How to Grow Your Business in 2017
These four go-to strategies will put you and your company ahead of the growth game this year.
Digital Exclusive - 2017
With the New Year upon us, it’s time to look for both innovative and time-tested ways to take your business to the next level. Despite the endless lists of pointers and tips that you’ll read this time of year, experts say a few general strategies can help to get you on track for scaling up in 2017. Here are just four.
1. Capitalize on Millennials
The Millennial generation is now the largest age demographic in the nation, according to the U.S. Census Bureau, Leonard Kim, managing partner at personal branding accelerator, InfluenceTree, notes in his latest Inc.com column. And as Millennials begin to replace their Baby Boomer and Gen X counterparts, business upstarts will do themselves a favor by taking notice.
Kim offers a number of strategies for capturing this key market, not only as customers, but as employees as well. After all, who better to understand a Millennial than another Millennial?
For starters, “Millennials see Fortune 500 companies as dinosaurs,” Kim tells Copy Desk, adding that small businesses should woo this group with flexible schedules and remote employment opportunities. Larger companies hoping to attract Millennials to their ranks should publicize the ways in which they changed their culture to better suit the needs of younger employees, Kim suggests.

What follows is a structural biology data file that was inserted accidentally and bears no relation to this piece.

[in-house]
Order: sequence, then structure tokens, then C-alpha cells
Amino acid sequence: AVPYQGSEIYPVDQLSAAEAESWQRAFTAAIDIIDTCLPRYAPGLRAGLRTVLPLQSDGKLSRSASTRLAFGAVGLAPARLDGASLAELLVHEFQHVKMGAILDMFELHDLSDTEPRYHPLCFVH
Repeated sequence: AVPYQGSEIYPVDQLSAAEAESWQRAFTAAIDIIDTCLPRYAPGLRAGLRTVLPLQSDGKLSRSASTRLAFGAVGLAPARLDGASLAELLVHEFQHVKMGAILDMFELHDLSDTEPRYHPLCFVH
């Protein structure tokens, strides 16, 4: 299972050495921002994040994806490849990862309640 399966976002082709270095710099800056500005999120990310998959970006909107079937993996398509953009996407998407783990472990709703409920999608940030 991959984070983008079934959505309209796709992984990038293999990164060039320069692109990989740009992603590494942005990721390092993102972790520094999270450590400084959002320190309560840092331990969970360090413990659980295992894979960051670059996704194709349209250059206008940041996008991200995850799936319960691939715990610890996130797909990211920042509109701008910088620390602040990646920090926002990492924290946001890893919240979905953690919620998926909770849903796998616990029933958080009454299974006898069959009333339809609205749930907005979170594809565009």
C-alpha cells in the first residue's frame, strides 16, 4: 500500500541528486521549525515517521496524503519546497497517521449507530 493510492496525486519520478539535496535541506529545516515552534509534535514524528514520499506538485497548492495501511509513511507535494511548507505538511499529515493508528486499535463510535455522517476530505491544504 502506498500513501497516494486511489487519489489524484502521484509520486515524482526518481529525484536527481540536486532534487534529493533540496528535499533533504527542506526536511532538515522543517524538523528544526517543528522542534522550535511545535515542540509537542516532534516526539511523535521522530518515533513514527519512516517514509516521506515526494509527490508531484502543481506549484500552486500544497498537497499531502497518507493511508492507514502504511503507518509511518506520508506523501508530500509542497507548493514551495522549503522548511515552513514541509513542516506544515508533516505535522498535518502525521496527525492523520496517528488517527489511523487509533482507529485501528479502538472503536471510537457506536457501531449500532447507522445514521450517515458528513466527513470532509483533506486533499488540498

Adapting to new trends can make a company more attractive to Millennials by showing they are nimble, swift and work without the hindrance of red tape and stifling bureaucracy. “Millennials like to be proactive and solve problems before they occur; they like to work in team environments and grow together,” says Kim.
2. Focus on e-commerce
Going hand in hand with Millennial influence, Kim foresees the continued rise of e-commerce and products that focus on environmental sustainability, health and wellness. Companies with the desire to grow need to keep these trends in mind, says Kim. “Millennials are quite conscious of what types of products they buy,” he writes. “They turn off the sink when they brush their teeth. They shut off the water in the shower when they are shampooing their hair. They even go out there and actively look for socially conscious companies to purchase from, because they care about the earth.”
3. Understand social media and SEO
Building your brand and its all-important online identity is synonymous with building and growing your business in the modern world. But capturing your target audience online has gotten trickier, according to Chris Bartlett, a marketing associate with Chicago-based EM Search Consulting.
Bartlett says online marketing strategies vary depending on the company and product, but keeping up-to-date on current search engine optimization [SEO] methods is key in 2017. “Google and other search engines are getting smarter,” Bartlett explains, noting that it’s becoming increasingly difficult to “trick” search engines with keywords and other types of SEO methods.